Florida Misses Deadline to Issue Additional Medical Marijuana Licenses
The licensing process has allegedly been held up by a lawsuit arguing for equal opportunity for minorities.
Published on October 3, 2017

Florida regulators have announced that they will miss the official deadline to issue five licenses to businesses hoping to cultivate or sell medical cannabis in the state. A recently-passed law expanding the rules and regulations for the state's medical marijuana industry stipulated that the state must issue ten licenses by October 3rd, but officials were only able to issue half of the licenses by this date.

According to Christian Bax, executive director of the state Office of Medical Marijuana Use, the delay was caused by Hurricane Irma, in addition to a recent lawsuit alleging that the state's medical cannabis law is unconstitutional. Last month, Columbus Smith, a black cannabis farmer from Panama City, filed a lawsuit claiming that the large number of restrictions and regulations prevented minority farmers from qualifying for a license, violating equal opportunity protections granted under the state constitution.

The current law stipulates that one of the ten available licenses must be granted to a black farmer, but only if they had taken part in a lengthy lawsuit filed nearly four decades ago. In 1981, black farmers filed a lawsuit alleging that the U.S. Department of Agriculture racially discriminated against farmers by denying or delaying loan requests and increasing land taxes. In addition to offering a license to a farmer who participated in this suit, Florida officials have said that they are considering other ways to foster equal opportunities in the medical cannabis industry, but have not provided further details on these efforts.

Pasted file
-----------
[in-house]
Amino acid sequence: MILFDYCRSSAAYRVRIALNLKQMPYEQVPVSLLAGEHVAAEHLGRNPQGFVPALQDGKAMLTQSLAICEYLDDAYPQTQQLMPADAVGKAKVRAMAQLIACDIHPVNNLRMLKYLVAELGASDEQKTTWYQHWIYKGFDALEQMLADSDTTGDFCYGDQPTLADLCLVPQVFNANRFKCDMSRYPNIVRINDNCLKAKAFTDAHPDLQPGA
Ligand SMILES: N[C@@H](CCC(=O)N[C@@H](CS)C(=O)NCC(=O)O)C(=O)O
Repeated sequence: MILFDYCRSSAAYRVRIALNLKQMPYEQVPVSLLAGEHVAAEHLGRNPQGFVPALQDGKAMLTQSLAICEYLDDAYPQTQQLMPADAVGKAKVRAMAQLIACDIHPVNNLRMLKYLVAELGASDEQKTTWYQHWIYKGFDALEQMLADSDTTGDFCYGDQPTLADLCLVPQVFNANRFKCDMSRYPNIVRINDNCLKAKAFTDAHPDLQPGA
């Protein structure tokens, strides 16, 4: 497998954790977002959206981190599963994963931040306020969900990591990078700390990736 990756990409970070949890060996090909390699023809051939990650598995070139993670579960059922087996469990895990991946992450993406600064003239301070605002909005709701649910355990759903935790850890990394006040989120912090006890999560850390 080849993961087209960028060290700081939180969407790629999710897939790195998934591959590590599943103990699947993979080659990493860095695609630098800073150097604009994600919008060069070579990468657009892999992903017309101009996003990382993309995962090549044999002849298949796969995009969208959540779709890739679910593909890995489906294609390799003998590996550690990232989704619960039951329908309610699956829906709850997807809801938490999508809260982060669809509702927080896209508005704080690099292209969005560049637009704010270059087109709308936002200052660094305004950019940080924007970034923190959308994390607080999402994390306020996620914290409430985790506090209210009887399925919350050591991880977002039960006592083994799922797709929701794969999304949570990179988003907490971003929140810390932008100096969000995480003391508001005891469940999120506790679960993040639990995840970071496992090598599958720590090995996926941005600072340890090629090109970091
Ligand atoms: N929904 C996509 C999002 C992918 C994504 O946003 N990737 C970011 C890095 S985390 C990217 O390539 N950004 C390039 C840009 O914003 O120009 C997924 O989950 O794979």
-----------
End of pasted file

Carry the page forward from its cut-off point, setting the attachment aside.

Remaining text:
Smith's lawsuit is one of 13 legal challenges the OMMU has received since 2015, and two of these suits are still ongoing, according to Bax. “The OMMU is aware of its important role in continuing to move this process forward to provide patient access as quickly and safely as possible,” Bax said in a statement regarding the delays. “However, recent history has emphasized the importance of getting the MMTC (medical marijuana treatment center) licensure process right the first time.” A new deadline to issue the remaining five licenses has not been announced.

Chris Moore
Chris Moore is a New York-based writer who has written for Mass Appeal while also mixing records and producing electronic music.
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